PICTOU LANDING — Boat building has created team building for students at Pictou Landing First Nation.
Grade 5 and 6 students gathered in the gym to learn how to build two small rowboats that would eventually be transported to open water to test their workmanship and the boats’ seaworthiness.
“We started it last year,” said Lacey Colombe, who teaches the 12 Grade 5 and 6 students taking part in the project. “They love it. It’s attracting a lot of different learners too.”
Colombe said Grade 6 students have embraced a leadership role. “(They) have been the leaders because they did it last year,” she said. “It’s been a confidence booster for them.”
Two valuable resources who enjoy working with kids have helped the boat building along. They include Eamonn Doorly, a shipwright and assistant curator of small craft at the Maritime Museum of the Atlantic, and Dr. Shane Theunissen, assistant professor in Mount Saint Vincent University’s Department of Child and Youth Study.
“Shane contacted us to see if we’d be interested and it has become a yearly project,” Colombe said.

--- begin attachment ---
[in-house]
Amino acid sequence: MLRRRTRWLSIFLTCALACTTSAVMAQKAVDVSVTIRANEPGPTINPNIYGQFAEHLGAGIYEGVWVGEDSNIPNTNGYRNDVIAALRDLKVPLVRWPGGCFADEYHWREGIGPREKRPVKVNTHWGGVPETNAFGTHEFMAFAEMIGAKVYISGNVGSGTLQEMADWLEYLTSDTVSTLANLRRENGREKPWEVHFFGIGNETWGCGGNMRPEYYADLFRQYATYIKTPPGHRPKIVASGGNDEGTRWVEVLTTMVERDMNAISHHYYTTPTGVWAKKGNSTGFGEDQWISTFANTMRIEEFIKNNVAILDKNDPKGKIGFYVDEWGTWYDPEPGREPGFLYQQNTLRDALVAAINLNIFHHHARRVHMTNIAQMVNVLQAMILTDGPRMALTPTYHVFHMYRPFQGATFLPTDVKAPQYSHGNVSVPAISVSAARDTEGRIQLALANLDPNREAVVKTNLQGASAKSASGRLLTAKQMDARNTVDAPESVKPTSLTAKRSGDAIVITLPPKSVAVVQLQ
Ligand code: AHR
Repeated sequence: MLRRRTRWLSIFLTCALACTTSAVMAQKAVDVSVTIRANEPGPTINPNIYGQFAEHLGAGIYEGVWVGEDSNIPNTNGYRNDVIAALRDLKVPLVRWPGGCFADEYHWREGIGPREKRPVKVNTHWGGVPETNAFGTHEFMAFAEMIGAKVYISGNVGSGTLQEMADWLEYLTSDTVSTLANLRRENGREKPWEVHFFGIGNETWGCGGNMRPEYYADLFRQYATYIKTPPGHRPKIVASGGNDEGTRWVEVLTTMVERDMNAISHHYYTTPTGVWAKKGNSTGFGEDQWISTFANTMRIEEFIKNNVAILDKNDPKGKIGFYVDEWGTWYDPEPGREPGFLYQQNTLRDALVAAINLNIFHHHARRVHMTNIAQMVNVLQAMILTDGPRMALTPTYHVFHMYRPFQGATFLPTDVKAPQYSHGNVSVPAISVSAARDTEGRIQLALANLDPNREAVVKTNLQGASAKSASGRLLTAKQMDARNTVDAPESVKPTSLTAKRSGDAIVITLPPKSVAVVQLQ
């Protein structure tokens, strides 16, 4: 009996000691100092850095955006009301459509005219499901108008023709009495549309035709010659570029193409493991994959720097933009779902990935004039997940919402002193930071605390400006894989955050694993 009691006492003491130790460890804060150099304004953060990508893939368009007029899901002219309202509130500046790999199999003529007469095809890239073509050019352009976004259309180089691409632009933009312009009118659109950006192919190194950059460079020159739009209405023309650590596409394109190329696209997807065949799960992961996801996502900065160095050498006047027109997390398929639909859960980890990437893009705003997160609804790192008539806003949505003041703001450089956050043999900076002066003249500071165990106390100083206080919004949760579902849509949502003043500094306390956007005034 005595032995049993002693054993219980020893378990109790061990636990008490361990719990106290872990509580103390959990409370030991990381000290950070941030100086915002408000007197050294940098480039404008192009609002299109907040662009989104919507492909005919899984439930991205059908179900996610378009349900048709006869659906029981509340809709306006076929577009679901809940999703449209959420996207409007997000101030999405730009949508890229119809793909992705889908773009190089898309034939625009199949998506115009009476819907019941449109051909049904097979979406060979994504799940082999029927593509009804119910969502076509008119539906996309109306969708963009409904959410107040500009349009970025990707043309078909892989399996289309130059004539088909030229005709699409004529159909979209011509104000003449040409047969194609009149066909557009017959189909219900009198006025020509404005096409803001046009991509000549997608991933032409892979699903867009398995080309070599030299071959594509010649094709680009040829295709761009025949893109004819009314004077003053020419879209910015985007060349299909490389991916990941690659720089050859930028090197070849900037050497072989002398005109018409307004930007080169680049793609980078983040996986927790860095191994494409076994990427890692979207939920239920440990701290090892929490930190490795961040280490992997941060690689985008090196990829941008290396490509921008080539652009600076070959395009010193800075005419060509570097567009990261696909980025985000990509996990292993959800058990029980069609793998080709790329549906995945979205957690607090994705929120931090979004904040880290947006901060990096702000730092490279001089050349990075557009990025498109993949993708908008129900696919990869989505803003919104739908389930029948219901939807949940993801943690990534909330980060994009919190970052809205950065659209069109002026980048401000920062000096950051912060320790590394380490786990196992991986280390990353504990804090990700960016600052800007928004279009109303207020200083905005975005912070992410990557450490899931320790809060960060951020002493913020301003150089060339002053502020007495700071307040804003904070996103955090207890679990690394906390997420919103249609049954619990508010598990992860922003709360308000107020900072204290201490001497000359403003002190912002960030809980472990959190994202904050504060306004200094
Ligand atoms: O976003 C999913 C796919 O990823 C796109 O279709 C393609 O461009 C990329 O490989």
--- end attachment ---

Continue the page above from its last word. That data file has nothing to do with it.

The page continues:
“I come from a sailing background,” said Theunissen, who previously worked with First Nation residents in a community on the Ontario side of Hudson’s Bay.
“Most Nova Scotians are from a maritime culture,” he said. “Boats like this were everywhere in these communities 40 years ago. For me, the idea is linking education and contextual learning. We can link these elements to boat building. Strong community living is building linkages.”
Doorly said he is enthused by how keen the students are to learn the general details of carpentry as they help build the boats. “It’s the highlight of my year,” he said.
The three-day schedule started on June 5 and included installing the centre frame and attaching the bottom of the boats on the first day. Installing the rub rails and seat risers were among work pieces on June 6. Oar locks were attached on June 7 before launching the boats built.
From left: Eamonn Doorly helps Evan Beadle with his sawing technique.